Basic Photoshop Tricks for Beginners

  1. Remove blemishes. Using the spot healing brush tool, you can blend the pixels surrounding imperfections into the imperfection itself, smoothing out discolouration like pimples and moles.
  2. Make layers. Rather than working on the background image, create layers to add filters and text on top of the image itself, so that you can reverse them if necessary.
  3. Create masks. Layer masks mean you can adjust images indirectly using the paintbrush tool in black or white to colour correct, brighten up or add contrast to any specific area of the photo.
  4. Crop your image. Photoshop CC introduces a new smoothness to cropping, wherein it’s easier for users to toggle between the automatic “original ratio” setting (which prevents distortion) and the various ratios underneath, like 1:1, 4:6, etc.
  5. Use the camera raw filter for exposure and coloring. Find the eye-drop tool to spot a natural color that’s around 18 percent grey, black, or white. This will automatically correct the rest of the image. You can then adjust the contrast, saturation and brightness individually until it looks right.
  6. Remove objects from images. Use the lasso or the quick selection brush tool to draw a rough outline around the object you want to remove. Once it’s selected, hit “delete” to use a content-aware fill. (If hitting delete doesn’t work, go to Edit > Fill > Content-Aware.)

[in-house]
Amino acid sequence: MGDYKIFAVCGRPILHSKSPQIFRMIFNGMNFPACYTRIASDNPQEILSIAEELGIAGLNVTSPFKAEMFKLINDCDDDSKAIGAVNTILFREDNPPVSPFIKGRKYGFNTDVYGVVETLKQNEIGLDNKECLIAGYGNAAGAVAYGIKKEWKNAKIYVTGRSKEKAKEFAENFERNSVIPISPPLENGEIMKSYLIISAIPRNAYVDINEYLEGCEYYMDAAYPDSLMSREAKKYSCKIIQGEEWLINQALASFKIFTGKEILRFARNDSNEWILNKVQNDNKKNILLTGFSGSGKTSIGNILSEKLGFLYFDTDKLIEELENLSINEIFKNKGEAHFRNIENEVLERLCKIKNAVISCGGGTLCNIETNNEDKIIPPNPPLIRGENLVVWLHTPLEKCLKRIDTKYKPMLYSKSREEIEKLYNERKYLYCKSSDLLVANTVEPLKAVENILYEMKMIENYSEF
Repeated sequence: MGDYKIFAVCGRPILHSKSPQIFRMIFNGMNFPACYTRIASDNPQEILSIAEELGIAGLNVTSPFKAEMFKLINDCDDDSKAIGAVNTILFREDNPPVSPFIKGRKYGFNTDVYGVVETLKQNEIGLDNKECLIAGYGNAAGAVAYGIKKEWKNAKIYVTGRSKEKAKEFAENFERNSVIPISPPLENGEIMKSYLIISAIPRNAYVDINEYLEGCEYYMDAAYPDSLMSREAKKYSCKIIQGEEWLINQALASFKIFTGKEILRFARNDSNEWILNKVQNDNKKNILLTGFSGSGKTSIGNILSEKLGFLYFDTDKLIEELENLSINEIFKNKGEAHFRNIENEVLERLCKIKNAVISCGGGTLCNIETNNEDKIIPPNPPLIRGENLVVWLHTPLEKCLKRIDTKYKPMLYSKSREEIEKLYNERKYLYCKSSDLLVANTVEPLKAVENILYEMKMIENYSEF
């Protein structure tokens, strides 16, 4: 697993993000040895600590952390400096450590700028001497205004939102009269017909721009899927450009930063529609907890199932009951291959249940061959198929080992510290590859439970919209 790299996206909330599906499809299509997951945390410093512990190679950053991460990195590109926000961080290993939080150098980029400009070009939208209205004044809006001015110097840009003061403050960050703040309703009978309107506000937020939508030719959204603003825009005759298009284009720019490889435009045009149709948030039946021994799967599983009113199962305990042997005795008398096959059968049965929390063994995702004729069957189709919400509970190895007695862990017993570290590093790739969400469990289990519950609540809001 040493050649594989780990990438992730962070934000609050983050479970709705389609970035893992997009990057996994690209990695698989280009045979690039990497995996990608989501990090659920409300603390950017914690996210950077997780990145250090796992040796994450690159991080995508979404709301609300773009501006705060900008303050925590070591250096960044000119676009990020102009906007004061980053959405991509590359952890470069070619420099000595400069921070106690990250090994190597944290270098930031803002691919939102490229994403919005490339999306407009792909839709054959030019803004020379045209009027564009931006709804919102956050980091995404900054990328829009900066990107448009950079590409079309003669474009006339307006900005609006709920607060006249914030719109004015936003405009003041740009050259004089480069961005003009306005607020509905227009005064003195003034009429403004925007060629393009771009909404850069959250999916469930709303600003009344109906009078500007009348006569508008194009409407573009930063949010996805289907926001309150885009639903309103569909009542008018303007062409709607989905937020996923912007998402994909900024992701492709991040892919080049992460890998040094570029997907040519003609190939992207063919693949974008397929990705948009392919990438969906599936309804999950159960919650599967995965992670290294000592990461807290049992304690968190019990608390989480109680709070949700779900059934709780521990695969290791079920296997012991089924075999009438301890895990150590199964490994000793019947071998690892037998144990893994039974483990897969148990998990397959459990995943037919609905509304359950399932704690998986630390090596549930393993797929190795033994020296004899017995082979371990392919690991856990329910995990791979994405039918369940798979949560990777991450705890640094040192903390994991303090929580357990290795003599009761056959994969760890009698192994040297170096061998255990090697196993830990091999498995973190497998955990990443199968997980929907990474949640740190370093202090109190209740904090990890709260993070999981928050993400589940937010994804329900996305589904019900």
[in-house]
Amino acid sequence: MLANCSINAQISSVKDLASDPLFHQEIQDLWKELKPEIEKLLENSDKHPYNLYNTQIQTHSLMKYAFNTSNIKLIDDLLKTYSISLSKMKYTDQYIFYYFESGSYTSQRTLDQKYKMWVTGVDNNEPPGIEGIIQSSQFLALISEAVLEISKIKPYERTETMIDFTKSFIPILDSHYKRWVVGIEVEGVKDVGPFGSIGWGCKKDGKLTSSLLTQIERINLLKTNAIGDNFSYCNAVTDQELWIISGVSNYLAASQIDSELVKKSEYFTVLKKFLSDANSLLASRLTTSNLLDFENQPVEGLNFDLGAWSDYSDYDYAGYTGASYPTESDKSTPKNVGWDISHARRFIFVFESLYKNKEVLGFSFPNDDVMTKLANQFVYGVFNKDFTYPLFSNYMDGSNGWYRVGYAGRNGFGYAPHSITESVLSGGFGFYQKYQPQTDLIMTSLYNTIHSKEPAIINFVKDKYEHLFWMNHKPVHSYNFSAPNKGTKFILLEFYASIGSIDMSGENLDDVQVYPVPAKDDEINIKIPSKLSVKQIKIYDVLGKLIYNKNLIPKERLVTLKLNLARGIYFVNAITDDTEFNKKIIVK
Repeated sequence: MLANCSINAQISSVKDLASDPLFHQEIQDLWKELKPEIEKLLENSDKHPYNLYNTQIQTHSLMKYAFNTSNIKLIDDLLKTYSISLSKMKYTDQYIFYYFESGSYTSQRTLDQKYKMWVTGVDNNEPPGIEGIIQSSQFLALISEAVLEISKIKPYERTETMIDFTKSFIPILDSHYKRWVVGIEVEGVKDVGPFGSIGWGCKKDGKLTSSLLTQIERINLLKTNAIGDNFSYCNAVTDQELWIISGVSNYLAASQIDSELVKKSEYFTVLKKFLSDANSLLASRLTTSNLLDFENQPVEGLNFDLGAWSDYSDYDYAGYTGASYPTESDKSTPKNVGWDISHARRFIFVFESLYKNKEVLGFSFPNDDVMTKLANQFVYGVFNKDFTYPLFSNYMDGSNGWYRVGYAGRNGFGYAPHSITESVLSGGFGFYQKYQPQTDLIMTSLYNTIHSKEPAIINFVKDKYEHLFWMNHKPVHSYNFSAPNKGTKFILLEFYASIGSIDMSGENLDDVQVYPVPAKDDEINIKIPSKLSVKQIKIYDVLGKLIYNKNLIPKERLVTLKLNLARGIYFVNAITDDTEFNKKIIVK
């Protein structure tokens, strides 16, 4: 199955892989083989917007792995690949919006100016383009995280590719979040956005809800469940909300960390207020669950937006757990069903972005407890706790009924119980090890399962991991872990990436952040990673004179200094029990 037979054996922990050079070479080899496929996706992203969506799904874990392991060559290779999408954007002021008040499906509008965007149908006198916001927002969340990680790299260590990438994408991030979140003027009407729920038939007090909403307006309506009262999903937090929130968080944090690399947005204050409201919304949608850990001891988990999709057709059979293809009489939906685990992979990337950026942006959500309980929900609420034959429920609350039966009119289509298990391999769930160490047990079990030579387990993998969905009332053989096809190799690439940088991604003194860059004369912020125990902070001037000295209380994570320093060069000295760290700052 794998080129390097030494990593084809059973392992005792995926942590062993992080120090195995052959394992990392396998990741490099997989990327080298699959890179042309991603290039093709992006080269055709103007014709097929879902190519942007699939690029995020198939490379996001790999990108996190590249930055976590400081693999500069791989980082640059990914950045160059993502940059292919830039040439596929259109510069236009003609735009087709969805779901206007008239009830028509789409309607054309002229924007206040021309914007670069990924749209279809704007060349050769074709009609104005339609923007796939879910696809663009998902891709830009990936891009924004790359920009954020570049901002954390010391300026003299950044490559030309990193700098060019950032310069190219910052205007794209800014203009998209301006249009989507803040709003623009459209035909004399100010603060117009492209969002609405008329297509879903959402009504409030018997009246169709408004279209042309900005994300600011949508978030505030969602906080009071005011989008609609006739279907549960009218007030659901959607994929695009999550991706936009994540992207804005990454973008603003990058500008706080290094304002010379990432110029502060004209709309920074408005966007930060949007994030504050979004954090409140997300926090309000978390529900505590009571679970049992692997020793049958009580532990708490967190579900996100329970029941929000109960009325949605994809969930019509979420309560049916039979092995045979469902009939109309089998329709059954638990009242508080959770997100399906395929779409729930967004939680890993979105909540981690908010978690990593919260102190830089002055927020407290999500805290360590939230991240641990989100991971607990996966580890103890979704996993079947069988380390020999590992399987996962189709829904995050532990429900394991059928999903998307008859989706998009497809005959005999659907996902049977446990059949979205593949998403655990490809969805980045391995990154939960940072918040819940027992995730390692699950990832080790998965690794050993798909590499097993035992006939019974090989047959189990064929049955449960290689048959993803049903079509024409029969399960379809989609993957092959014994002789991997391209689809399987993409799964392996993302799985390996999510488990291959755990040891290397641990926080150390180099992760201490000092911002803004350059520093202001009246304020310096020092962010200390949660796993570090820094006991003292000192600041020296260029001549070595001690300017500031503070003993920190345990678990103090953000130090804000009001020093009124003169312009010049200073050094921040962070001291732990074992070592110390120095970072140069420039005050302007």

7. Move objects. Use Photoshop CC’s new tool called “content aware move” that combines both movement and content-aware fill in one stroke. You can also lift an image from the background into a new layer, and transform it to create a realistic duplicate.
  8. Put people on new backgrounds. Drag and resize your foreground image onto the new background image window in Photoshop. Use the quick select tool and hit “refine edge” to test your cutout. If it looks choppy, you can smooth it out with the “smart radius” option.
  9. Add text to your image. This is very similar to past Photoshop versions, in that you simply hit the text tool and type away. Photoshop CC has cloud cooperation with font warehouse Typekit whereby you can instantly browse and download any among thousands of specialty fonts.
  10. Save your file in different formats. Save in .psd to keep all your editable data, while the next most-common format is a low-size .jpg via “Save For Web,” which compresses your image to optimize loading times online.


None of these tutorials are very difficult, and they range from beginner to intermediate–meaning even if you know how to save a file for web, you may not know how to create a realistic shadow for an object on a new background. So even just a skim through the 46-minute video might produce some insight.